- Root rot of ponderosa pine caused by Armillaria mellea was
studied in a pine forest that had been under management for 30 years
in Klickitat County, Washington. Information sources included
disease survey, detailed observation and description of specific
disease situations, and examination of roots in situ and removed.
Roughly circular infection centers in stands of sapling and pole-sized
pines appear to arise regularly from stumps of harvested old-growth
trees, some of which have contained viable A. mellea for
over 30 years.
Distinctive concentric zones caused by the disease mark the
infection centers. These zones differ in above-ground appearance,
in degree of root decomposition, and in level of infection. Location
of a specific zone depends on the interval since cutting of the old-growth
tree, while zone width depends on tree sizes in the young stand. Distribution of root material in the interior zones is
influenced most strongly by rooting characteristics of the former
old-growth trees, and by activity of A. mellea and other decay agents
over time, while in the young growth pines of the intermediate
zones, time since lethal attack by A. mellea and tree size most
influence root condition.
Extensive examination of the outer zones disclosed that, in
stands containing trees from 3 to 6 inches in diameter, infected root
material extended into the healthy-appearing pines 11 ft beyond the
outermost dead tree of the infection center, while in stands with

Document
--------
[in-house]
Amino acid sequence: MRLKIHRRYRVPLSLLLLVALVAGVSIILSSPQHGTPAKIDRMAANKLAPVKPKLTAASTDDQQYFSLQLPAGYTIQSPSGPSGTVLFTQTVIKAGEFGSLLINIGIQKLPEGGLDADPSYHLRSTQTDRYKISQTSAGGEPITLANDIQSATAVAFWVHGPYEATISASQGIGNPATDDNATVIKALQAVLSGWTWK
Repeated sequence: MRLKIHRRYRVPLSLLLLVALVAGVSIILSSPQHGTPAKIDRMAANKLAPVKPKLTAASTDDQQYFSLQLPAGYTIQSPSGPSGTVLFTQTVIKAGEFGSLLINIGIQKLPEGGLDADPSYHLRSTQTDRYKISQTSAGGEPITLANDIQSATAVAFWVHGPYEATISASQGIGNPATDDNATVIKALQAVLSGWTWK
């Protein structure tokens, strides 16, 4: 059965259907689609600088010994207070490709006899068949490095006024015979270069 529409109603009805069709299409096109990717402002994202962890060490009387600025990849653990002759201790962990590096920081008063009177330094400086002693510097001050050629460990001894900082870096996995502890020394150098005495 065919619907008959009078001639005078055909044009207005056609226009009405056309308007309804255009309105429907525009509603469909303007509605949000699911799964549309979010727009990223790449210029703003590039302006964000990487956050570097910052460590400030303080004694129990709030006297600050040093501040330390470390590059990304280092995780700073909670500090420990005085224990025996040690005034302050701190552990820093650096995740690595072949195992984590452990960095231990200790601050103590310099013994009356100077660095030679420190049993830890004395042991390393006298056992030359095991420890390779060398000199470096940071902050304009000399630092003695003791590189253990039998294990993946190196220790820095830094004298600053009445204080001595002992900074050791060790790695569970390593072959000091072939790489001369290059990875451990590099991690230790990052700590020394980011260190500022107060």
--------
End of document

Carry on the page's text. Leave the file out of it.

trees up to 16 inches in diameter the extent reached 18 ft. A highly
significant linear regression with good correlation was found between:
1) the extent of infected root material beyond the outermost dead
tree; and 2) mean tree size of the affected stand. Infected root segments
from beyond the outermost dead tree, within the region where
infected and healthy roots intermingle, produced rhizomorphs, the
assumed infection structures, when incubated in bags of moist quartz
The expansion rate of infection centers was calculated to be
2. 9 ft (0.88 m) /year.
Cross plating techniques indicated that the 1500 acre study
area was occupied by a single strain of A. mellea, suggesting that
spores are unimportant to the field disease cycle. Current loss to disease in the 1500 acre tract is 35 cu ft per
acre per yr, three times the loss in 1957. From 1957 to 1971, the
proportion of the area in which disease was detectable remained
constant. The increased loss resulted from death of fewer, but larger,
trees in 1971.
In inoculation tests on ponderosa pine seedlings, A.
mellea isolates from old-growth pine stumps and from young pine trees
were pathogenic, while isolates from living hardwoods were weakly
Reliable methods are described for isolating A. mellea from
infected tissues and of testing the capacity of naturally infected root
materials to produce rhizomorphs.
The abundance of A. mellea over a three year interval following
five root removal treatments increased in missed root residues.
Resinous lesions were commonly found at the site of A. mellea
attack. Rarely does mycelium spread proximally along a living
root from one of these lesions, but growth frequently occurs from
the lesion toward the root tip following, or concurrent with death of
the extremity. Girdling resinous lesions on lateral roots show little
effect on tree vigor, while such lesions high on the tap root kill the
tree. Soon after tree death, mycelial fans spread under the bark
throughout the root system. To obtain insight on how the resinous lesions retard the fungus,
tests were conducted on the effects of resin on growth of A. mellea
in culture. Autoclaved resin, acetone extracts of resin, water
extracts of resin, and non-sterilized resin all stimulated, rather than
restricted, growth over non-resin containing media. Removal of
phenols from the water extract of resin with polyvinylpyrrolidone
destroyed the growth stimulating effect of the resin. Propylene
oxide was effective for sterilization of granulated resin.